Rafal Majka of Tinkoff-Saxo attacked from the break on the Col du Tourmalet, the last but one climb of today’s Stage 11 of the Tour de France, to set himself up for a fine solo win, finishing a minute ahead of Cannondale-Garmin’s Dan Martin, with German champion Emmanuel Buchmann of Bora-Argon 18 third. Chris Froome of Team Sky remains race leader.
Earlier in the 188km stage from Pau to Cauterets - Vallée de Saint-Savin, the Polish rider had crested the Tourmalet, one of the Tour de France’s most iconic summits at the head of the race to scoop the Souvenir Jacques Goddet and with it a prize of 5,000 euro.
The next men over were fellow survivors of the break, Serge Pauwels of MTN-Qhubeka, 1 minute 45 seconds down, and Buchmann, a further 15 seconds back, closely followed by Martin. The pair would overhaul Pauwels, who finished fourth, on the final climb.
On the Tourmalet, more than five minutes behind the Polish rider at the head of the race, Team Sky’s Richie Porte, wearing the polka dot jersey by virtue of mountains classification leader Froome being in the race leader's yellow jersey, was setting the pace at the front of the GC group.
Tucked in behind him were team mates Geraint Thomas, fifth overall, as well as Froome.
Most of the riders seen as the overall contenders at the start of the race – Tinkoff-Saxo’s Alberto Contador, defending champion Vibcenzo Nibali of Astana, Movistar’s Nairo Quintana and BMC Racing’s Tejay van Garderen – were in that group.
But others had been dropped by the time Thomas took up duties at the front towards the summit, notably Etixx-Quick Step’s Rigoberto Uran, and Giant-Alpecin’s Warren Barguil.
Despite a dicey moment or two on the long descent from the Tourmalet, Majka, who won the polka dot jersey in last year’s race, held on to win the stage despite a late charge by Martin.
Porte was once again on the front of the a much reduced main group ahead of the final Category 3 climb to the finish, with Froome maintaining his lead over his rivals as he finished ninth, with Nibali yet again distanced in what is turning out to be a tough defence of his title.
Rafal Majka of Tinkoff-Saxo, winner of Stage 11
The stage win was not an objective today but I found an opportunity. I followed an attack and I saw a lot of guys suffering a lot. When we had 45 seconds lead, my sport director told me to go.
A lot of people asked me before the Tour de France if I was going for the polka dot jersey again but it's not easy because I came to the Tour to help Alberto Contador.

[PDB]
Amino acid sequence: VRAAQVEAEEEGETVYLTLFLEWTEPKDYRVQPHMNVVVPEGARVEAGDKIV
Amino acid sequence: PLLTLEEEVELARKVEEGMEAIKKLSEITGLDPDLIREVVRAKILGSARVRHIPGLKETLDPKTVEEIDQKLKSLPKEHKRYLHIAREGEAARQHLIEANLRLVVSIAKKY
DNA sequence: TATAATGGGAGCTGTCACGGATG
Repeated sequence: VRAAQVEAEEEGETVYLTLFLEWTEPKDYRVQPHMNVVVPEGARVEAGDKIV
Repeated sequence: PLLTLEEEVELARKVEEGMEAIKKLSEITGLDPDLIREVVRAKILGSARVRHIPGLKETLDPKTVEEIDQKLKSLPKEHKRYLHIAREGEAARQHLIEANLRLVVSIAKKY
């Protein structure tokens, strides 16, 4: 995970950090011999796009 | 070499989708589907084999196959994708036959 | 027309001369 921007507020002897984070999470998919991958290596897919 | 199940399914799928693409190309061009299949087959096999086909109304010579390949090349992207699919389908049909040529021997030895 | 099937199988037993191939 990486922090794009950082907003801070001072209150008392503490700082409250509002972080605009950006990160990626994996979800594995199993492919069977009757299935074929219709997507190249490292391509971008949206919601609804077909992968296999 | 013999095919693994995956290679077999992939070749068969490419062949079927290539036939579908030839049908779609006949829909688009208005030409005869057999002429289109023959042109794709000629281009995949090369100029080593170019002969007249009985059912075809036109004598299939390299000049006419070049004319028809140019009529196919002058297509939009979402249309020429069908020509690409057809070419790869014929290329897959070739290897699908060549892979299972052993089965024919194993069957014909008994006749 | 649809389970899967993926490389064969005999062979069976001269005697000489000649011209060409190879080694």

There are another long two weeks of racing and I'll be able to tell you more only after stage 20. My performances at the Tour since last year and Michal Kwiatkowski's world champion title are making cycling more and more popular in Poland. The number of licensees has increased by 40 per cent.
Race leader, Chris Froome of Team Sky
It's been another very hard stage. Maybe for the viewers it's been calm but I can guarantee that a lot of people have left a lot of energy on the road with the temperatures and the high speed of the first two hours of racing.
My team-mates have kept the race under control. They were always around me, focused from km 0 till the end. We've seen guys jumping around to gain time for GC positions. For now I certainly don't need to go onto the attack. Defence is enough as guys are putting me under pressure.
Vincenzo [Nibali] had a tough day yesterday. He was obviously feeling well today so he got his team-mates to pull in the Tourmalet. He lost some time at the end but it means the race is not over yet and I can expect to be put in difficulty every day.
Tomorrow we'll have a decisive stage finishing at Plateau de Beille and that's a tough climb! A lot of guys will feel the effects of the hard racing we've had today.
Simon joined road.cc as news editor in 2009 and is now the site’s community editor, acting as a link between the team producing the content and our readers. A law and languages graduate, published translator and former retail analyst, he has reported on issues as diverse as cycling-related court cases, anti-doping investigations, the latest developments in the bike industry and the sport’s biggest races. Now back in London full-time after 15 years living in Oxford and Cambridge, he loves cycling along the Thames but misses having his former riding buddy, Elodie the miniature schnauzer, in the basket in front of him.